The “Interoceanic Grand Canal” (IGC) is about to be dug across Nicaragua to compete with the Panama Canal by as early as 2019.
The Sandinista government of Nicaragua’s President Daniel Ortega granted a 100-year concession to the Hong Kong Nicaragua Canal Development Investment Company (HKND). The IGC will cut more than 1,000 miles and a day’s time off trips by supertankers, giant container ships, and potentially Chinese warships to connect from the Pacific Ocean to the Caribbean.
As the poorest nation in the western hemisphere except for Haiti, Nicaragua sees the project as a spectacular economic boost. The Chinese not only see the canal as a medium for trade, but also as a way to push back against Washington’s militarized “Pacific Pivot” and Trans-Pacific Partnership that seeks to contain China’s global economic and military power.
The idea of constructing a man-made waterway across Central America originated with the 17th Century “New Spain” colonial authorities. Preliminary surveys of routes were suggested across Nicaragua, Panama, and the Isthmus of Tehuantepec in Mexico. The newly independent Federal Republic of Central America in 1825 considered a waterway financed by the United States to travel 172.7 miles from the Caribbean, up the San Juan River, across Lake Nicaragua, and then through a series of locks and tunnels to the Pacific Ocean. The project dribbled along for 79 years until the U.S. took over the bankrupt Panama Canal project in 1904 after a 23-year French construction effort.
HKND is led by 41-year-old Wang Jing. He is not very well known in China and was virtually invisible to the American press prior to the IGC approval. In an interview with the Financial Times last year, he called himself a “very ordinary Chinese citizen” who lives with his mother, younger brother, and daughter in Beijing.
However, Wang Jing’s bio on HKND’s website says he is the “Board Chairman of more than 20 enterprises which operate businesses in 35 countries.” In the last three years, Xinwei Telecom Enterprise Group supposedly became one of the fastest growing telecommunications companies in the world. The company’s spirit of “Optimism, Diligence, Pragmatism and Innovation” was initiated by Mr. Wang Jing.
Under the agreement with the Nicaraguan government, HKND would raise the $40 billion needed to build the canal and gain the right to operate and manage the joint venture for up to 100 years. The Nicaraguan government claims the IGC canal project will double the national economy, triple employment, and lift more than 400,000 people out of poverty by 2018. The construction would also be a boon to global trade by allowing access for colossal supertankers and container ships that are too wide to transit the aging Panama Canal 500 miles the south.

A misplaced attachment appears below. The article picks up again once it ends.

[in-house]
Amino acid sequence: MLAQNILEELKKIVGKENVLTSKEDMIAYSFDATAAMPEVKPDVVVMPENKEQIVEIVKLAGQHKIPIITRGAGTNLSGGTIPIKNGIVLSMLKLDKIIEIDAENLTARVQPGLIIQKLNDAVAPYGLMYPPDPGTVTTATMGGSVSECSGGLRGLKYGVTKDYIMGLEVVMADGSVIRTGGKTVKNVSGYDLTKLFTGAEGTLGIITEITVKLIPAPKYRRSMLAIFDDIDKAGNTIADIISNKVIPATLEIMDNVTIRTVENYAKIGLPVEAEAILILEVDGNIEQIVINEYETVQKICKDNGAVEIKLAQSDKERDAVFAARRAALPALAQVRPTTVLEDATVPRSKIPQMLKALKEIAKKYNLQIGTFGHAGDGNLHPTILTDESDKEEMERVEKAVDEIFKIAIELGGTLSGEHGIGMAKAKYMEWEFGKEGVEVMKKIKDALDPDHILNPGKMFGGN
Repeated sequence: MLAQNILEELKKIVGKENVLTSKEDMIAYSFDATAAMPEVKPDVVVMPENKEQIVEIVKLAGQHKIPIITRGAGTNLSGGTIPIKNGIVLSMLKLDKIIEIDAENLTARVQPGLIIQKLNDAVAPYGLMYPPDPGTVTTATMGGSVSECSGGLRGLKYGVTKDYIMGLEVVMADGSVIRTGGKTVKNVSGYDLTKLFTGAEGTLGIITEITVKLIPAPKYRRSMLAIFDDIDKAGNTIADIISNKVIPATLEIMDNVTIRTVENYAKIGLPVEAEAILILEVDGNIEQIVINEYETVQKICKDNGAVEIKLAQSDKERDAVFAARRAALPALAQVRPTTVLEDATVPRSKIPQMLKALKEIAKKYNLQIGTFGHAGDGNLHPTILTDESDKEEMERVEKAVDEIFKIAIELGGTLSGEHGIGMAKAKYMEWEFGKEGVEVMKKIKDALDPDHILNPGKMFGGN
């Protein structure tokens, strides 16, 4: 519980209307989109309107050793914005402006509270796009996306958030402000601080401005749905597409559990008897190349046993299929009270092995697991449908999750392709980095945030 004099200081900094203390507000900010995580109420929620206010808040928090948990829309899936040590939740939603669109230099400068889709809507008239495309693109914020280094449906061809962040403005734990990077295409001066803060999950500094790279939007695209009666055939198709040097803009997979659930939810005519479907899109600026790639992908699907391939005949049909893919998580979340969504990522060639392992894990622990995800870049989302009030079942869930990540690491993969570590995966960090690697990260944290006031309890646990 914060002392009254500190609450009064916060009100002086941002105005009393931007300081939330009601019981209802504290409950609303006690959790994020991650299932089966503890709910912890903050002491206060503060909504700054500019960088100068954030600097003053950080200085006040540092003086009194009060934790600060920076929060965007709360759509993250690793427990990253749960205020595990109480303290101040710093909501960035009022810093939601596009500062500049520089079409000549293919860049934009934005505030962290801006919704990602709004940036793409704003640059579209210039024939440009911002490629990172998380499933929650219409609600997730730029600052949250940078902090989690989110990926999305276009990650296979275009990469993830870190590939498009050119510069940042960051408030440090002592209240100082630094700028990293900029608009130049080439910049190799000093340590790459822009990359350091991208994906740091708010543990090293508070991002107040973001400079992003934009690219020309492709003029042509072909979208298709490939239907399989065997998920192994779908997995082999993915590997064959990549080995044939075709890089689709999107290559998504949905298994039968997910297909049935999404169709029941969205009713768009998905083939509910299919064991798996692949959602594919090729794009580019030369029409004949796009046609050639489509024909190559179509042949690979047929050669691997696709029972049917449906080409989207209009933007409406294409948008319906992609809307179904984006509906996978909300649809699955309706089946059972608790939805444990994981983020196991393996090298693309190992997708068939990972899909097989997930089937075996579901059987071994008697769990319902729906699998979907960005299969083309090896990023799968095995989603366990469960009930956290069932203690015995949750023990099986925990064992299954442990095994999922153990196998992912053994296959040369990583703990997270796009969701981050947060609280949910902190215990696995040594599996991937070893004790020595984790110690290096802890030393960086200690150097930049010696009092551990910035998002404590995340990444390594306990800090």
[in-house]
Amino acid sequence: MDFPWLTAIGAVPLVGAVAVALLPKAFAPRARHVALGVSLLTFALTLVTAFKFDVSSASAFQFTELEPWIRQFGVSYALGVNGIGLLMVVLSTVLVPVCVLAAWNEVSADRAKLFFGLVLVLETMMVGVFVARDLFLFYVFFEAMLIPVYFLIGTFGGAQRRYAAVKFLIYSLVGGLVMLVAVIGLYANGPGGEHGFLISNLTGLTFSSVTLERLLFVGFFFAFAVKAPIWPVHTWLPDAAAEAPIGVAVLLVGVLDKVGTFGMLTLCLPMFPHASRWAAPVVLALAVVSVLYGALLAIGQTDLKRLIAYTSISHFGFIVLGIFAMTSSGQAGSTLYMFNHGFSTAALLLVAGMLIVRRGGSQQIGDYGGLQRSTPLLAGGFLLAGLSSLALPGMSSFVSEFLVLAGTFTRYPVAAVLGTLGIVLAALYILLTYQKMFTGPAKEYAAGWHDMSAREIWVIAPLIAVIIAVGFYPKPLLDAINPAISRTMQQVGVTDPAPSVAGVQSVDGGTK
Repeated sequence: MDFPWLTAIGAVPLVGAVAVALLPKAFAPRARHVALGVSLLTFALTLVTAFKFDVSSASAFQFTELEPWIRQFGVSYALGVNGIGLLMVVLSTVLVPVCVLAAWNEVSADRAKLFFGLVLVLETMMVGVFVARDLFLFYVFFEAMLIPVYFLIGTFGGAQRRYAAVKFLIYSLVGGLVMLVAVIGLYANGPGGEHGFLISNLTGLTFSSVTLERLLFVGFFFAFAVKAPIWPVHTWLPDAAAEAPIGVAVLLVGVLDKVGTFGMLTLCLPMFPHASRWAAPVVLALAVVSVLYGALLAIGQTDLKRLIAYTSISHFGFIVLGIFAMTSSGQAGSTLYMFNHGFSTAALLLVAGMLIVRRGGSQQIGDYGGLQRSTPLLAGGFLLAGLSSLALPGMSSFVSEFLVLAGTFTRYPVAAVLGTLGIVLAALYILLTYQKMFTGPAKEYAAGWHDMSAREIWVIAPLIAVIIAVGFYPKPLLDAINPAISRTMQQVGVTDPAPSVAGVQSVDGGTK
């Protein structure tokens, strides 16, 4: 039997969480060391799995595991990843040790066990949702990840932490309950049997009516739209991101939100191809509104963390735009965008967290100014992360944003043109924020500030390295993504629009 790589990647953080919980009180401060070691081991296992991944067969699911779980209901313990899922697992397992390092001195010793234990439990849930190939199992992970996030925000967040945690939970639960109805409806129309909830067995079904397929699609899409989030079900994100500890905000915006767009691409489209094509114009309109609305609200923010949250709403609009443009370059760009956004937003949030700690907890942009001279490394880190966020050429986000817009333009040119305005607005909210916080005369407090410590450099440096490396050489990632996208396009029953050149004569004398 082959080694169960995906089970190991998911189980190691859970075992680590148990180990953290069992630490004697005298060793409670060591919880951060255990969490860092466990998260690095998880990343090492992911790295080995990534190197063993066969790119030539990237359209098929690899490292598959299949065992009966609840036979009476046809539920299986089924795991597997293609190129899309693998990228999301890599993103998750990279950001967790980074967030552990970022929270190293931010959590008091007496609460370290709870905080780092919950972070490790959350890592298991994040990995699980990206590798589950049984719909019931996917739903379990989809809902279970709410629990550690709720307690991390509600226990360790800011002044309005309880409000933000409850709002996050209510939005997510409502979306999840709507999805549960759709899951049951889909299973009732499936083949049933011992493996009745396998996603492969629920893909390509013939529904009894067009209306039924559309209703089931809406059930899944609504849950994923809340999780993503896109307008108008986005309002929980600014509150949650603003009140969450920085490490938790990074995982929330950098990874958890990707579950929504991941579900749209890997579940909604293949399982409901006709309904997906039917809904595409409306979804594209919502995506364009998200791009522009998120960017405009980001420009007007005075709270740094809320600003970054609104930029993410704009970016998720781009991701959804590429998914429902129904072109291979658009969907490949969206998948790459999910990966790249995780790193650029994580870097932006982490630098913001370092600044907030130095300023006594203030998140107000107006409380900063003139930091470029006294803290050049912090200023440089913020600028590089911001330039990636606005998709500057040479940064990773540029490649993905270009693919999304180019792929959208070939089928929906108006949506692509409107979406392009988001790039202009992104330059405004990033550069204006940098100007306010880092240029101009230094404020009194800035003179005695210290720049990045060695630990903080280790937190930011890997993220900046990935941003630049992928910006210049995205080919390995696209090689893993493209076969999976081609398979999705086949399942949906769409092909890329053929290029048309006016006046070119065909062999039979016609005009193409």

Wired magazine in February did an exposé on the fact that HKND was the only company allowed to bid on the project. Jorge Huete-Pérez, President of Nicaraguan Academy of Sciences, said Nicaraguan law requires any “major infrastructure project you have to place bids, that is the law.” He also notes, “Here they overlooked the law and chose this company that has no experience building infrastructure.”
Wang Jing is a substantial businessman, but where the money to build the canal will come from is still a mystery. He has denied the Chinese government is involved in the project, as have government officials, but U.S. security analysts suspect otherwise.
According to Foreign Policy In Focus, the canal is “a way for China to push back against Washington’s militarized ‘Pacific Pivot,’ as well as the U.S. drive to establish a Trans-Pacific Strategic Economic Partnership” (TPP) that seeks to contain China’s global economic and military growth.
The TPP is a U.S.-led free trade agreement that is being secretly written. WikiLeaks recently exposed to the public a partial draft devised by 12 Pacific Rim governments and 600 of the world’s largest corporations setting rules for investment and trade in the 21st century. Unless China adopts rules that will rewrite its regulatory and investment laws to curtail state-owned investments and open its state-owned enterprises to Wall Street investment rules, China will be excluded from free trade with TPP members.
Due to its increased shipping of resources and goods, China has emerged as the new center for global manufacturing and investment. China’s container traffic equals more than 5,000 transits a year, with hauls exceeding 10,000 gross tons per ship. According to World Bank data, Chinese container traffic is nearly three times U.S. traffic.
China’s success in regional and global trade has given it the economic and fraternal clout to partner with the other ex-colonial and ex-socialist emerging economies to provide a competing model to the United States “neo-liberal” TPP trade block. The supposedly Sandinista “reformed Marxist” Nicaragua is a prime example of that fraternity.
A Chinese-led Nicaragua Canal challenges America’s 150-year-old claim of military and economic hegemony in the western hemisphere, as outlined in the Monroe Doctrine. The United States invaded in 1912 and occupied Nicaragua until 1933. From 1979 to the early 1990s, the United States funded the Contra guerillas that fought against Daniel Ortega after his Marxist Sandinistas toppled a U.S. backed Nicaraguan government.
With the United States attempting to reassert its Pacific Rim hegemony, China looks to strategically retaliate by building the only canal that colossal supertankers, container ships, and potentially even Chinese aircraft carriers can transit from the Pacific Ocean to the Caribbean Sea.
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